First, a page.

I would recommend this to anyone - but it I would specifically point it towards anyone who has an interest in that period of history, or anyone who has been on a cricket tour.
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3 of 3 people found the following review helpful
5.0 out of 5 stars Well written 12 May 2014
By Nike
Format:Kindle Edition|Verified Purchase
Fascinating history. I like quirky stories like this, just as I love Boris Johnson's journalism. Always spot on and intelligent. The book does the same to reveal the complexity of a great nation and of course our cousins, who sadly got the wrong leader. We should always stand up to bullies who use the nationalist agenda to promote their cause.
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4.0 out of 5 stars What a film or docudrama this would make 27 July 2014
Other reviewers cover the essence of this remarkable story which I much enjoyed. If I rate it 4 stars not 5, it is because it is a bit research-heavy at the outset - a character comes to the wicket and we get a potted biography which perhaps holds up the action. Once we are in Berlin it begins to flow. In fact, much of what happened is sketchy, pulled together from local press accounts and fairly thin letters/journal entries - not the author's fault who has done a wonderful detective job. Indeed, as a successful detective novel writer himself, I guess Dan Waddell must have been itching to take the creative approach. It has all the ingredients - a cast of players out of PG Wodehouse, a Hitchcockian train journey, Berlin nightlife which clearly involved some ladies (of the night?) being invited to watch the game, a 'not cricket' approach to the game by the opposing Nazi captain whose best player might just have been Jewish.........
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5.0 out of 5 stars Cricket in Nazi Germany 29 Dec. 2014
In 1937, the Gentlemen of Worcestershire cricket side crossed into continental Europe for a cricket tour. Their destination? Nazi Germany. It was a clash of cultures which Dan Waddell explores in this book. Finding source information was difficult, so it is inevitable that there is some guesswork, but that makes the story all the more interesting. Was one of the players a spy, their task to report back to the British government? Once the first chapter is over – there are too many jokes which jar with the more serious history – it becomes a well written, interesting and engaging account.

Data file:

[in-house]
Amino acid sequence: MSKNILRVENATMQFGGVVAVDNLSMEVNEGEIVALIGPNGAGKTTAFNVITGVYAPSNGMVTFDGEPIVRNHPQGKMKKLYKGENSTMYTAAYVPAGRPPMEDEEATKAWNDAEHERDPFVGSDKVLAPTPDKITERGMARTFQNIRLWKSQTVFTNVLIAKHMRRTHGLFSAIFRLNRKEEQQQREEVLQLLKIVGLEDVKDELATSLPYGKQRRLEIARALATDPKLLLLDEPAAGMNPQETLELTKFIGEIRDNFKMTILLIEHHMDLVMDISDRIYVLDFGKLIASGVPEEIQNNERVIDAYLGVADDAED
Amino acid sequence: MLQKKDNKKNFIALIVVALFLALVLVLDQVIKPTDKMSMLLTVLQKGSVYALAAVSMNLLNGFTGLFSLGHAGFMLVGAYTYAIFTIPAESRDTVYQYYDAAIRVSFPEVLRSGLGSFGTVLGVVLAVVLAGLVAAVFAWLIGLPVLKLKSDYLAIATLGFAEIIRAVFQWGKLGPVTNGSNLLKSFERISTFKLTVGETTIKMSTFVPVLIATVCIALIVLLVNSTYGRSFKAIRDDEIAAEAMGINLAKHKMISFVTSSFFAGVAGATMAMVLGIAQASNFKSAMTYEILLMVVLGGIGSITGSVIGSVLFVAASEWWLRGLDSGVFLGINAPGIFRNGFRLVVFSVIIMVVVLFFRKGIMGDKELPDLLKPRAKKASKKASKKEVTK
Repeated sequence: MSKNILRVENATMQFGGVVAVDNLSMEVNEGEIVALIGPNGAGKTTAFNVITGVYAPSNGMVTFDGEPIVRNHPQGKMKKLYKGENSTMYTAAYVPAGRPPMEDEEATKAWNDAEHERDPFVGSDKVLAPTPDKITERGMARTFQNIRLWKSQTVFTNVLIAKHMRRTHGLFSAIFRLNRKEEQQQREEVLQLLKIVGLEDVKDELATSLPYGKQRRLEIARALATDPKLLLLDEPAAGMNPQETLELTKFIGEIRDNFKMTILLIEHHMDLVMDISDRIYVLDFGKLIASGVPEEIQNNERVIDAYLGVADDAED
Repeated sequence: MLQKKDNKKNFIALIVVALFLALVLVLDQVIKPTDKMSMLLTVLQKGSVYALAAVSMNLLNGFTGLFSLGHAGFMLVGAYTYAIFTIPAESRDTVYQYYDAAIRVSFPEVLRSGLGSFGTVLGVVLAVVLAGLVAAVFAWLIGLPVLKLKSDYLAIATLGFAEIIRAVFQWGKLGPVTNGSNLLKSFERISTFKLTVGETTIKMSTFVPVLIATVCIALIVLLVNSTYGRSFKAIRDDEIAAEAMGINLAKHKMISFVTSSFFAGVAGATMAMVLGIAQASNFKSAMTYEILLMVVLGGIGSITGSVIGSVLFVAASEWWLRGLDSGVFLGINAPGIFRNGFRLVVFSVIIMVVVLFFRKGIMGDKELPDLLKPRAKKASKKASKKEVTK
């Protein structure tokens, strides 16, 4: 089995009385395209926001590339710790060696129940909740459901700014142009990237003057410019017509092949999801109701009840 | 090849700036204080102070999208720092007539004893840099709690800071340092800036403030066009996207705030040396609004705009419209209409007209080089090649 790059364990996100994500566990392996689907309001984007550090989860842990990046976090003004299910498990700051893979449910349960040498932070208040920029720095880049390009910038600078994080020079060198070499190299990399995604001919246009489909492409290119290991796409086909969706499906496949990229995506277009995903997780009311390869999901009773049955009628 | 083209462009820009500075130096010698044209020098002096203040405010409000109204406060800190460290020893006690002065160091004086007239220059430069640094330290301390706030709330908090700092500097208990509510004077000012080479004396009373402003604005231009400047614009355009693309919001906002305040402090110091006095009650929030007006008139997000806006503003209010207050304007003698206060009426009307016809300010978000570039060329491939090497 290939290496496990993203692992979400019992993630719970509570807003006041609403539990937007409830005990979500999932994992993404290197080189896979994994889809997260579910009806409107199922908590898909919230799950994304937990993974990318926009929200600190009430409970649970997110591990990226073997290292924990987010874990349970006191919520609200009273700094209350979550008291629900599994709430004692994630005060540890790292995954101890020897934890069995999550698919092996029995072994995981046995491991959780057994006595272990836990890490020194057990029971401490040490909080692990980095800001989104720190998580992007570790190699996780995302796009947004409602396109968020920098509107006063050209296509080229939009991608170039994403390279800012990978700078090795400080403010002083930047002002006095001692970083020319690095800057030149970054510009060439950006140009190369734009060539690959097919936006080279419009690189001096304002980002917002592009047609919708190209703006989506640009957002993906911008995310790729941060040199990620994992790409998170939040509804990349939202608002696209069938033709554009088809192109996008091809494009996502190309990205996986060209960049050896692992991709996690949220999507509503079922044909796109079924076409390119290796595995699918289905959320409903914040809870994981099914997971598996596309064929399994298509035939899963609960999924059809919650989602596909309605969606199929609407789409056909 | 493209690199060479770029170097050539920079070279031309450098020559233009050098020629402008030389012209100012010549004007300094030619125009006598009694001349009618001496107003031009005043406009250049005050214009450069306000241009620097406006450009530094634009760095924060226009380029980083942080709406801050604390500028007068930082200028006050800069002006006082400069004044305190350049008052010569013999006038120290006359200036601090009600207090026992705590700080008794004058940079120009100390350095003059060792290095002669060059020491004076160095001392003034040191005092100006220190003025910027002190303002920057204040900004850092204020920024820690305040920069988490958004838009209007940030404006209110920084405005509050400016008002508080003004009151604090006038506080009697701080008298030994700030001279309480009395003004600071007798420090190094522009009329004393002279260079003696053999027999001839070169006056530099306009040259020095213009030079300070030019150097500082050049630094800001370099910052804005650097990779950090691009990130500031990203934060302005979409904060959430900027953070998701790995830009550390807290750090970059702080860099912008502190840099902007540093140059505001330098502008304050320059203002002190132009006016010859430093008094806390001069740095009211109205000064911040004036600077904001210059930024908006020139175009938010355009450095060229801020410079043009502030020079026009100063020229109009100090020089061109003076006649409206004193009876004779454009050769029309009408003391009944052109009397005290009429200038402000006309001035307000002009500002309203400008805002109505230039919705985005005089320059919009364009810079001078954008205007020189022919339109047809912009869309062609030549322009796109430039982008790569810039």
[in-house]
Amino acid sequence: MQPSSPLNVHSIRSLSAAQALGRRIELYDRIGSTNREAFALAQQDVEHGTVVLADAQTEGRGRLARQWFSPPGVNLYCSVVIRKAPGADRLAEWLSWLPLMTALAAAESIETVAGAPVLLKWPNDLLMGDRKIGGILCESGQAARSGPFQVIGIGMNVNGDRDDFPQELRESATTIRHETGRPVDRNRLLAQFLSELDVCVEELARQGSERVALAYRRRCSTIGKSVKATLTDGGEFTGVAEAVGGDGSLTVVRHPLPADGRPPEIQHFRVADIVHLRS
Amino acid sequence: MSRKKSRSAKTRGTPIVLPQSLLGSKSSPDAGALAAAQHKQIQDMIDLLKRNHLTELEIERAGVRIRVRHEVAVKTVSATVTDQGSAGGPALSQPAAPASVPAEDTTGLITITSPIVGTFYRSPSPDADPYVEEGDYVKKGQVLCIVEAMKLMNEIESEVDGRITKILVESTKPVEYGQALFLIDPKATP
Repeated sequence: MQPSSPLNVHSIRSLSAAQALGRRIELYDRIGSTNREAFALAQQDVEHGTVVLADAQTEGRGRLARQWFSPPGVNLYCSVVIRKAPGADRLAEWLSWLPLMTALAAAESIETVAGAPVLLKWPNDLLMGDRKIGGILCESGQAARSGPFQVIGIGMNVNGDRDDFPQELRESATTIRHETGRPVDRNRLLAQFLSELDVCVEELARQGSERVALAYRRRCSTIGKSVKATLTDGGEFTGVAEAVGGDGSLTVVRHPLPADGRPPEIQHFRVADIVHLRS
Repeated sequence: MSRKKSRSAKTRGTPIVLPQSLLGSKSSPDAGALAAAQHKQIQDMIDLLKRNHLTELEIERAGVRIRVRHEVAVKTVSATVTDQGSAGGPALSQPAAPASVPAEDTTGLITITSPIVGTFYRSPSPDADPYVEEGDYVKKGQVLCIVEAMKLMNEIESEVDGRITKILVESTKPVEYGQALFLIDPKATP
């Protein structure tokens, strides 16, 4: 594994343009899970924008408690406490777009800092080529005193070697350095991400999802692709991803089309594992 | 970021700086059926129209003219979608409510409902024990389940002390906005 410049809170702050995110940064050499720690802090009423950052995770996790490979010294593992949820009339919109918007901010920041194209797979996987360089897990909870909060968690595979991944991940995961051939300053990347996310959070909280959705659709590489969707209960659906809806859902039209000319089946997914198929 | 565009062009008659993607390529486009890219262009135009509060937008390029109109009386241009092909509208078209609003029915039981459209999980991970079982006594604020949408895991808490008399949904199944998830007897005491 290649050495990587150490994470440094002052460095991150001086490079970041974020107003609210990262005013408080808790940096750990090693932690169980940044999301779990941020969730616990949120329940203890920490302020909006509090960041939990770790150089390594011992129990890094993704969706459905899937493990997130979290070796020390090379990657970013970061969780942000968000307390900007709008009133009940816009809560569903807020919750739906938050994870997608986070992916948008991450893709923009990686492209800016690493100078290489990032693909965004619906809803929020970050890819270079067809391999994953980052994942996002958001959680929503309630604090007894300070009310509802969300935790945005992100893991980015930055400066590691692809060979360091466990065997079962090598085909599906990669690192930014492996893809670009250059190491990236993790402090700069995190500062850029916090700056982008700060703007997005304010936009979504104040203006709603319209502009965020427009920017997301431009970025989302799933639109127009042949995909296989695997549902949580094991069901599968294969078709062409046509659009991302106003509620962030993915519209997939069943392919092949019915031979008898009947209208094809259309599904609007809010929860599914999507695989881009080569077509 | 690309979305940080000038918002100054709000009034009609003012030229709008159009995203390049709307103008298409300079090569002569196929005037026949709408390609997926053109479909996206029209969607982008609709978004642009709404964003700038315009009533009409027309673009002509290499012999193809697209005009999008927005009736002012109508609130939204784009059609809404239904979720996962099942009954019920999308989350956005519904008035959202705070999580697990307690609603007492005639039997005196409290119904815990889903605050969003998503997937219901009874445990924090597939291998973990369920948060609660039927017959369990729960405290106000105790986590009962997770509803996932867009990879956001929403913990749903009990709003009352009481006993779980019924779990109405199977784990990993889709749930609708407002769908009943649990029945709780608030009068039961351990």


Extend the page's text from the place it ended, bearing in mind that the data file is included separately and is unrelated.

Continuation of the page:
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5.0 out of 5 stars I enjoy Dan Waddell's fiction 14 July 2014
Format:Kindle Edition|Verified Purchase
I enjoy Dan Waddell's fiction, so was tempted by this diligently researched account of a historical event. To be honest, you need to be a cricket fan to enjoy this book; if you are and have an interest in the events leading up to the second world war, there is a lot to appreciate here and I thoroughly recommend it. As an amateur genealogist, I am impressed by the quality of the research. As a reader, I found it hard to put the book down!
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5.0 out of 5 stars Tremendous Read 7 July 2014
Format:Kindle Edition|Verified Purchase
I'm only about 90% through this, but I'll leave the review now.

Fantastic effort this, such an excellent piece of research, no doubt pieced together bit by bit, but reads as a flowing account of the story. If you like cricket you'll like this - 100%.
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5.0 out of 5 stars Excellent read. 4 July 2014
Format:Hardcover|Verified Purchase
Mind-boggling account about cricket in Nazi Germany in 1937. I never knew that such a thing happened. I guess not many other people did either. Excellent read.